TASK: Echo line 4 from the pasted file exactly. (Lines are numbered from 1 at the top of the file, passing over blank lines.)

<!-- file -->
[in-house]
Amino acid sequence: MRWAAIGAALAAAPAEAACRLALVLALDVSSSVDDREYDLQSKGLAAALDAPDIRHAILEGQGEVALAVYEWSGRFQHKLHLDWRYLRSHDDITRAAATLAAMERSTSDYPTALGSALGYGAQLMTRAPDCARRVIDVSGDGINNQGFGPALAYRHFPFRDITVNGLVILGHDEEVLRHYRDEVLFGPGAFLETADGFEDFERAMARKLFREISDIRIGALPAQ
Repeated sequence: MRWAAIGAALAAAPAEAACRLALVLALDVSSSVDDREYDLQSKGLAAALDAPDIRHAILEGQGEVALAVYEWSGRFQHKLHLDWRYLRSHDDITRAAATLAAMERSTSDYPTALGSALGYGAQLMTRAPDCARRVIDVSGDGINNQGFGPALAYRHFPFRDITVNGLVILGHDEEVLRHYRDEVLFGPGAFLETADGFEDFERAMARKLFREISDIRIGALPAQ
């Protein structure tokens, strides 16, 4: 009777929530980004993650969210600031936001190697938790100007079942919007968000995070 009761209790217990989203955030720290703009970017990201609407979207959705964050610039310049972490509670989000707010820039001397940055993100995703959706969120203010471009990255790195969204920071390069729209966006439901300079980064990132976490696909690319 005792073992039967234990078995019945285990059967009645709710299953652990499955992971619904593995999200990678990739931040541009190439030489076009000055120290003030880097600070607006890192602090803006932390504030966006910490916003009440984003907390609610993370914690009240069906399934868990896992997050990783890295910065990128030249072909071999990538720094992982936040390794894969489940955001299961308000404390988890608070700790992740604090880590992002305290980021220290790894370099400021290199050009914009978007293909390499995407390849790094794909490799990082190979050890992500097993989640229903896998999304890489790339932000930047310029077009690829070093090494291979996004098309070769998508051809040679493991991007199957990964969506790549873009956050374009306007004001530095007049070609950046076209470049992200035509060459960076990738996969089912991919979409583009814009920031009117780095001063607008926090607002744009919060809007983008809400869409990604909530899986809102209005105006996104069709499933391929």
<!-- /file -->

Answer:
């Protein structure tokens, strides 16, 4: 009777929530980004993650969210600031936001190697938790100007079942919007968000995070 009761209790217990989203955030720290703009970017990201609407979207959705964050610039310049972490509670989000707010820039001397940055993100995703959706969120203010471009990255790195969204920071390069729209966006439901300079980064990132976490696909690319 005792073992039967234990078995019945285990059967009645709710299953652990499955992971619904593995999200990678990739931040541009190439030489076009000055120290003030880097600070607006890192602090803006932390504030966006910490916003009440984003907390609610993370914690009240069906399934868990896992997050990783890295910065990128030249072909071999990538720094992982936040390794894969489940955001299961308000404390988890608070700790992740604090880590992002305290980021220290790894370099400021290199050009914009978007293909390499995407390849790094794909490799990082190979050890992500097993989640229903896998999304890489790339932000930047310029077009690829070093090494291979996004098309070769998508051809040679493991991007199957990964969506790549873009956050374009306007004001530095007049070609950046076209470049992200035509060459960076990738996969089912991919979409583009814009920031009117780095001063607008926090607002744009919060809007983008809400869409990604909530899986809102209005105006996104069709499933391929």